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The Electron - an overview


Bohr planetary (particle) model

Electrons are tiny particles that are revolving around the nucleus in circular orbits similar to the solar system.

Schrodinger’s wave mechanical model

Electrons behave as waves around the nucleus such that a stable energy state is only established when an integral number of wavelengths are “quantized” (quantum means a specific amount) into the orbital to produce a “stationary state”, a confined electron wave. In this model, electrons occupy a three-dimensional space around the nucleus.

The Bohr model and the Schrodinger’s model:

Electron models
Energy levels within an atom

Space, where electrons move around the nucleus, is divided into subspaces known as shells, subshells and orbitals.

  • Electron shells - Electron shells are named outward from the nucleus as \(1,2,3,4\) and so on. The energy of the electron shells increases with the distance from the nucleus. Therefore, the electrons closest to the nucleus have lower energy than the electrons located further away.
  • Electron shells
  • Electron subshells - The number of subshells in a shell is equal to the shell number. Subshells are labeled as \(s,p,d\) and \(f\). Each subshell contains a certain number of electrons. An \(s\) subshell contains up to \(2\) electrons, a \(p\) subshell contains up to \(6\) electrons, a \(d\) subshell contains up to \(10\) electrons, and a \(f\) subshell contains up to \(14\) electrons.
  • Electron orbitals - An electron orbital can contain a maximum of two electrons where one must spin up and the other spin down. Therefore, an \(s\) subshell has one orbital, a \(p\) subshell has three orbitals, a \(d\) subshell has five orbitals and an \(f\) subshell has seven orbitals. Orbitals have distinct shapes, \(s\) orbitals are spherical, \(p\) orbitals are dumb-bell. Orbitals within the same subshell that have the same shape are generally of equal energy but have a different orientation in space, such as \(p_{x},p_{y},p_{z}\) (\(x,y,z\) denote the orientation in space).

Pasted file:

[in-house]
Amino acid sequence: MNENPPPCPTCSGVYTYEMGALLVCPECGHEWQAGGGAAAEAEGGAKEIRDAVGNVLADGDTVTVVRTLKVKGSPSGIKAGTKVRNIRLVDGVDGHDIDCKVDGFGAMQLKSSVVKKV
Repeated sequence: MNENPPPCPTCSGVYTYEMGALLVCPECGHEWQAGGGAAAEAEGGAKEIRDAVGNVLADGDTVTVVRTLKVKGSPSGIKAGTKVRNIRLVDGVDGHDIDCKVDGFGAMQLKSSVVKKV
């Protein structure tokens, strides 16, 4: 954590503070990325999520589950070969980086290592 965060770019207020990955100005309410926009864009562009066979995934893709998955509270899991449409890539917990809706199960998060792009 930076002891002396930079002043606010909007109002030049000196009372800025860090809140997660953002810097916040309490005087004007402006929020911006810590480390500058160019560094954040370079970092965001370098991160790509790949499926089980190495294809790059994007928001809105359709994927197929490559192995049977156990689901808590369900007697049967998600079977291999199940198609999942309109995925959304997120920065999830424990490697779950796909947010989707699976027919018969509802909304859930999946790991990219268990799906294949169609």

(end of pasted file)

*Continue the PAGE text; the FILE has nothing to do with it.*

Shapes of atomic orbitals
Writing electron configurations
  • Electron subshells are filled in order of increasing energy. The figure below displays the electron filling order. Subshell \(4s\) has lower energy than subshell \(3d\). Therefore \(4s\) fills before \(3d\).
  • Each orbital can accommodate up to \(2\) electrons.
  • Electrons fill into orbitals of a subshell so that each orbital acquires one electron before any orbital acquires a second electron. All single electrons must have the same spin.

Shapes of atomic orbitals:

Electron filling
The electron configuration of selected elements
Element Atomic number Electron configuration
\(\ce{H}\) \(1\) \(1s^{1}\)
\(\ce{He}\) \(2\) \(1s^{2}\)
\(\ce{Li}\) \(3\) \(1s^{2}\,2s^{1}\)
\(\ce{Be}\) \(4\) \(1s^{2}\,2s^{2}\)
\(\ce{B}\) \(5\) \(1s^{2}\,2s^{2}2p^{1}\)
\(\ce{C}\) \(6\) \(1s^{2}\,2s^{2}2p^{2}\)
\(\ce{N}\) \(7\) \(1s^{2}\,2s^{2}2p^{3}\)
\(\ce{O}\) \(8\) \(1s^{2}\,2s^{2}2p^{4}\)
\(\ce{F}\) \(9\) \(1s^{2}\,2s^{2}2p^{5}\)
\(\ce{Ne}\) \(10\) \(1s^{2}\,2s^{2}2p^{6}\)